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Error Suppression

Some of the errors you're likely to encounter aren't completely preventable. Consider, for example, the following piece of code:

$webpage = file_get_contents('');

Under ordinary circumstances, $webpage will be populated with the HTML content of the page located at; however, it's entirely possible that is down or otherwise inaccessible. In such a case, PHP will raise an E_WARNING error and set the value of $webpage to FALSE.

Warning: file_get_contents( failed to open stream:
 Connection refused in /home/jdoe/public_html/fetchPage.php on line 1

On a production site, you most certainly would want to show your users a more friendly "Come back later" type message. We can prevent PHP from displaying this error message in any one of several ways. We can use the error_reporting and/or display_errors directives mentioned previously, or we can prefix the potentially fallible command with the Error Suppression Operator "@".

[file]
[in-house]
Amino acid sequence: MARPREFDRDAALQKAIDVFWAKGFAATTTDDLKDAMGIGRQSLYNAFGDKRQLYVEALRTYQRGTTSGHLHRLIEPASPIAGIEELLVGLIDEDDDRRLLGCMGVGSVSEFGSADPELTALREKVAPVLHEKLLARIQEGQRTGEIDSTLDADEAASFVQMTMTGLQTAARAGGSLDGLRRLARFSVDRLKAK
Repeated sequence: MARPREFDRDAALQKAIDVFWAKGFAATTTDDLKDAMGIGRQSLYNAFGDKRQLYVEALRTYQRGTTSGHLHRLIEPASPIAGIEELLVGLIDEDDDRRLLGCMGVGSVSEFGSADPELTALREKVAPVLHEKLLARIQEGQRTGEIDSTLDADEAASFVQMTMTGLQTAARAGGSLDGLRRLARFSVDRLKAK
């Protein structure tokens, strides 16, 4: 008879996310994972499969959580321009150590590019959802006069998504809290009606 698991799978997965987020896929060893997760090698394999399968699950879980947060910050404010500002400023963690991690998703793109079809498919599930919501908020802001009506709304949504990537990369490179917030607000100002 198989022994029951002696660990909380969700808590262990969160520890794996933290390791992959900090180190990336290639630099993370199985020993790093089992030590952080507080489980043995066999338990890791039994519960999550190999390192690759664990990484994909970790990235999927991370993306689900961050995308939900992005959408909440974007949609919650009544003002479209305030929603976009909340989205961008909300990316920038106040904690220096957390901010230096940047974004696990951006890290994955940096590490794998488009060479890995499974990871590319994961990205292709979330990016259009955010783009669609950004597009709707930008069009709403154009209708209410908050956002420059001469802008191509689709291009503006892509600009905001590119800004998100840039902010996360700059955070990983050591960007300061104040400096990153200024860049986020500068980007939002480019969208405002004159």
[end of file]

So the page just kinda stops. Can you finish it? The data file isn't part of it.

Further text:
$webpage = @file_get_contents('');

In this version, if file_get_contents() is unable to retrieve the data, $webpage will be set to FALSE, but no error will be displayed. Our script may then handle the error gracefully:

    $webpage = @file_get_contents('');
    if ($webpage === false) {
     /* Use a "placeholder" webpage for now */
     $webpage = '<html><head><title>Example Dot Com Unavailable</title></head><body>
    We were unable to retrieve the webpage for, please try again 
    another time.</body></html>';


Fatal errors are always fatal regardless of the use of the error-suppression operator, the value of error_reporting, or the presence of another error handler. When a fatal error is encountered, execution of the currently running script will always terminate.

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